Superfund Research Program
Biomarkers of Exposure to Hazardous Substances
Center Director: Bruce D. Hammock
Grant Number: P42ES004699
Funding Period: 1987-2023
News Items List
Paper of the Month: DNA-Based Sensor Rapidly Detects Pesticide Contamination
Environmental Factor - June 2023
Researchers at the University of California, Davis SRP Center developed a DNA-based sensor that can detect trace amounts of organophosphate pesticides in food products.
Extramural Paper of the Month: Link Between Placenta and Fetal Brain May Predict Neurodevelopment Disorders
SRP News Page - May 2022
An SRP-funded study in mice showed that prenatal exposure to polychlorinated biphenyls (PCBs) altered DNA methylation in both the placenta and fetal brain in a manner consistent with neurodevelopmental disorders. The research was conducted at the University of California, Davis SRP Center.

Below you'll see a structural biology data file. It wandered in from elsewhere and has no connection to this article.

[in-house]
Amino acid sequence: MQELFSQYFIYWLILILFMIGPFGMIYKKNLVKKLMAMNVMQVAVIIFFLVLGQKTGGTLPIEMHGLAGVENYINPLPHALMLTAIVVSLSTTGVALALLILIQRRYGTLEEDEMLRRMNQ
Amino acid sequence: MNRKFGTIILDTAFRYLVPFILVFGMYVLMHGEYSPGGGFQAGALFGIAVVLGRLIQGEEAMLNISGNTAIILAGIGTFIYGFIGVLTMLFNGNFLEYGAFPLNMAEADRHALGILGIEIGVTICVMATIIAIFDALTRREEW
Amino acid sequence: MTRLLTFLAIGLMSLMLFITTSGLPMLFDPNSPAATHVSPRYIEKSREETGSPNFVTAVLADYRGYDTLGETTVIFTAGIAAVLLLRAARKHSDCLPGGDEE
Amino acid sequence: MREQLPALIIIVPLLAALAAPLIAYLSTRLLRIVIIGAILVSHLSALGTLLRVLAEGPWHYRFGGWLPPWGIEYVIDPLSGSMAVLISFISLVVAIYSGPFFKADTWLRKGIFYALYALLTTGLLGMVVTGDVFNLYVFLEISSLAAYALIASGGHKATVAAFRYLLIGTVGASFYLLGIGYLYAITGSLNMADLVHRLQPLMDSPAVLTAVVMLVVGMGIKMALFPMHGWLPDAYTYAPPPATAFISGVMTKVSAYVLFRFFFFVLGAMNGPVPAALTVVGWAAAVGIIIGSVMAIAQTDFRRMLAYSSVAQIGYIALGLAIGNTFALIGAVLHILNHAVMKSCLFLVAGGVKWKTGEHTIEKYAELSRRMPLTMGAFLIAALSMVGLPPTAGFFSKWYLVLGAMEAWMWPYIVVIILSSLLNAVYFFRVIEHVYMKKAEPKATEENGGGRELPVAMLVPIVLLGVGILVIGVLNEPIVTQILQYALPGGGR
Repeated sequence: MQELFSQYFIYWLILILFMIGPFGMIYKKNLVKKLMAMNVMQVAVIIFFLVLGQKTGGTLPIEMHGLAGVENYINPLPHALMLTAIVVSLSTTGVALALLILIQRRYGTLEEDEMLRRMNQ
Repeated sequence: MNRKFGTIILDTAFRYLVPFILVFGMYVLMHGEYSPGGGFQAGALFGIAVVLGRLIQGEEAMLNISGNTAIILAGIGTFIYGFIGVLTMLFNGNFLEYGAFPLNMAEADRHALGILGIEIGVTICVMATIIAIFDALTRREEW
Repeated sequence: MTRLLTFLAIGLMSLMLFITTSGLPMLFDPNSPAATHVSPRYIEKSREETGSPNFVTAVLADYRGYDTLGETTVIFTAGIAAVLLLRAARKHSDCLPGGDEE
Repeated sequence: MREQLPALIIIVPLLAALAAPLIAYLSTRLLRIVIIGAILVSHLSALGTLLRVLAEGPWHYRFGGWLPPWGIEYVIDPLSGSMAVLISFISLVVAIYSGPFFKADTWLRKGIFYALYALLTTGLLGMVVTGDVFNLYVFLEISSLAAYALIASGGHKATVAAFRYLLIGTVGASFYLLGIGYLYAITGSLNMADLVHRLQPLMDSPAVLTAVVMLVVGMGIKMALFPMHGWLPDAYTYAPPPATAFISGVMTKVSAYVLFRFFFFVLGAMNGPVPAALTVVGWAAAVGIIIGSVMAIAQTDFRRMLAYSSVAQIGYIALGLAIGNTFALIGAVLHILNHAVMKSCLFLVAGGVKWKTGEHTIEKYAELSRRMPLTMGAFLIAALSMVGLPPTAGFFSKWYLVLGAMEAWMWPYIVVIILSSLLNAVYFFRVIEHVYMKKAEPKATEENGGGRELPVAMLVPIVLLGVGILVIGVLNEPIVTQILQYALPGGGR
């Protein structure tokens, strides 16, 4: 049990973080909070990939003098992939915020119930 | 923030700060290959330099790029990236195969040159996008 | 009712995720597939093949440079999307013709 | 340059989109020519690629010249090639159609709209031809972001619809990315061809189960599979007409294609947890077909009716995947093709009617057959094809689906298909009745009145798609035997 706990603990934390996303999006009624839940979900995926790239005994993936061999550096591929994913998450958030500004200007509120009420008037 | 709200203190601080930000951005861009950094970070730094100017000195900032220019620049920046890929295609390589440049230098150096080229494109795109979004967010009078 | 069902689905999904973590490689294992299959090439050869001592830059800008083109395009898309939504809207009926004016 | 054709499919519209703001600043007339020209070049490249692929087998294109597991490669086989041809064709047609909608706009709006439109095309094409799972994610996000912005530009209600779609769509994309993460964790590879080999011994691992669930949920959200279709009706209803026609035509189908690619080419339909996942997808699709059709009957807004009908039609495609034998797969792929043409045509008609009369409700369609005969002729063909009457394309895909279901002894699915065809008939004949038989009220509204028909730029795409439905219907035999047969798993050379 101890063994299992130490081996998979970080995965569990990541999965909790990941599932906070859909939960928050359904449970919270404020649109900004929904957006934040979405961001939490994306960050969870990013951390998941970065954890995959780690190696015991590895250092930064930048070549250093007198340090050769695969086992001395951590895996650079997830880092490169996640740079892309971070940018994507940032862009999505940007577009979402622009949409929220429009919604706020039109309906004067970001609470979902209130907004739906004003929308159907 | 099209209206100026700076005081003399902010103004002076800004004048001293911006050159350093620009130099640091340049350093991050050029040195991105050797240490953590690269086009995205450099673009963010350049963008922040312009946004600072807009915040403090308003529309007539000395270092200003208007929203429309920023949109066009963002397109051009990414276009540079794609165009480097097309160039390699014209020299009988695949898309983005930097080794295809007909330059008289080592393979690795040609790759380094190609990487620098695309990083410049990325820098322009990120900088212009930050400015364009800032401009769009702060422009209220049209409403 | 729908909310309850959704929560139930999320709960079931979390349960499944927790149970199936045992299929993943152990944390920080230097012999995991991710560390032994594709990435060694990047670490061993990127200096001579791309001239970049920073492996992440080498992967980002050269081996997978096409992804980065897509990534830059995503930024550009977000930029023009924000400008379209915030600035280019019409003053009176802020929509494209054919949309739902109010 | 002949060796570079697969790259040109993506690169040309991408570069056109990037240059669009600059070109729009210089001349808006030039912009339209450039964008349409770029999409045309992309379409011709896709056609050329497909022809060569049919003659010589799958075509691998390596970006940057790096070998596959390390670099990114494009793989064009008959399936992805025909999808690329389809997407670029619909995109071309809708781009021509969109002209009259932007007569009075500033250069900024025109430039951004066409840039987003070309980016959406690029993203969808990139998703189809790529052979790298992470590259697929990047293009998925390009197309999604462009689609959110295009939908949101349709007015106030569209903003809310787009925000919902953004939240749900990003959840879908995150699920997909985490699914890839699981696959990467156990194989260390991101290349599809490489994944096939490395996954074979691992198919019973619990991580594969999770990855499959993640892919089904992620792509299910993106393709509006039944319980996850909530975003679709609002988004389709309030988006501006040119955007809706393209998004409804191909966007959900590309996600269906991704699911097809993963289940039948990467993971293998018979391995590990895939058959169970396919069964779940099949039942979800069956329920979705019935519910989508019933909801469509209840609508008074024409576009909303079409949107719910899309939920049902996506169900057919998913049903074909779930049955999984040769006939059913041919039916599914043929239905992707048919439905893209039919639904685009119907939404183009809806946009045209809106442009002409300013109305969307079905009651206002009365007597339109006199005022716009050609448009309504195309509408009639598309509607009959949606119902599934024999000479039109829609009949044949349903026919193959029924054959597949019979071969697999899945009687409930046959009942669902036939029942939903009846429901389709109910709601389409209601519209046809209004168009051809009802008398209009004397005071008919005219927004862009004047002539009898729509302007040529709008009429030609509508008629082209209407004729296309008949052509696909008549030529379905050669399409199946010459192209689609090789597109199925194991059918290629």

Better risk communication can reduce harmful exposures, experts say
Environmental Factor - July 2021
NIEHS grantees, partners, and colleagues came together to discuss how they have engaged with local groups and communicated potential health risks to reduce exposures and improve health. Hosted by the NIEHS Superfund Research Program (SRP) June 21-22, the online workshop drew more than 200 participants.
New marker of COVID-19 severity points to potential therapies
Paper of the Month - June 2021
Certain fatty acids in the blood of COVID-19 patients may predict the severity of adult respiratory distress syndrome (ARDS) and offer a target for treatment, according to a new study from the University of California Davis SRP Center. ARDS involves a buildup of fluid in the lungs and is a leading cause of death in COVID-19 patients.
Data sharing key to environmental health research, experts say
Environmental Factor - June 2021
Three NIEHS Superfund Research Program events focus on how data science can be harnessed to better study contaminants.